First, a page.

disquiet

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English[edit]

Etymology[edit]

dis- +‎ quiet

Pronunciation[edit]

Noun[edit]

disquiet (uncountable)

  1. Want of quiet; want of tranquility in body or mind; uneasiness; restlessness; disturbance; anxiety.
    The lady exhibited disquiet of mind. In other words, she'd gone a bit mad.

Adjective[edit]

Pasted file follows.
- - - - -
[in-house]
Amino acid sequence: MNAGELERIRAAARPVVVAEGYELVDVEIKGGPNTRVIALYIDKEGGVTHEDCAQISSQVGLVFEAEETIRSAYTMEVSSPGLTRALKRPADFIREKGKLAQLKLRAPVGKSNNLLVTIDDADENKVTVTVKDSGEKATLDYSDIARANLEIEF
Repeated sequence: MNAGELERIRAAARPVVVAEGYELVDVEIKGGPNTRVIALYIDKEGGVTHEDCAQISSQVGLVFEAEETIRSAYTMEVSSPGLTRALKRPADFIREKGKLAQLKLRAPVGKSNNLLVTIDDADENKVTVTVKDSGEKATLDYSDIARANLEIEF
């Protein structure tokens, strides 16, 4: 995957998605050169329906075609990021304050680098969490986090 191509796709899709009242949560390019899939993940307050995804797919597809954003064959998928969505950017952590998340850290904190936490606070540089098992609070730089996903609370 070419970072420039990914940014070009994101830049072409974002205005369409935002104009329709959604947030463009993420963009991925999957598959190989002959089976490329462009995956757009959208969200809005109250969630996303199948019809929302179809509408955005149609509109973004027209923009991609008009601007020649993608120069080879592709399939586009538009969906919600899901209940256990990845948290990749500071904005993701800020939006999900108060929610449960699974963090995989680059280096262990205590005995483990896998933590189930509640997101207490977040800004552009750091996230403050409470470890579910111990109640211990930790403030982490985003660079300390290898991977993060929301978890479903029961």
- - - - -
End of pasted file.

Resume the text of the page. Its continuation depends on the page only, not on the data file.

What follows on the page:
disquiet (comparative more disquiet, superlative most disquiet)

  1. Deprived of quiet; impatient; restless; uneasy.
    (Can we find and add a quotation of Shakespeare to this entry?)

Derived terms[edit]

Verb[edit]

disquiet (third-person singular simple present disquiets, present participle disquieting, simple past and past participle disquieted)

  1. Make (someone) worried or anxious
    He felt disquieted at the lack of interest the child had shown.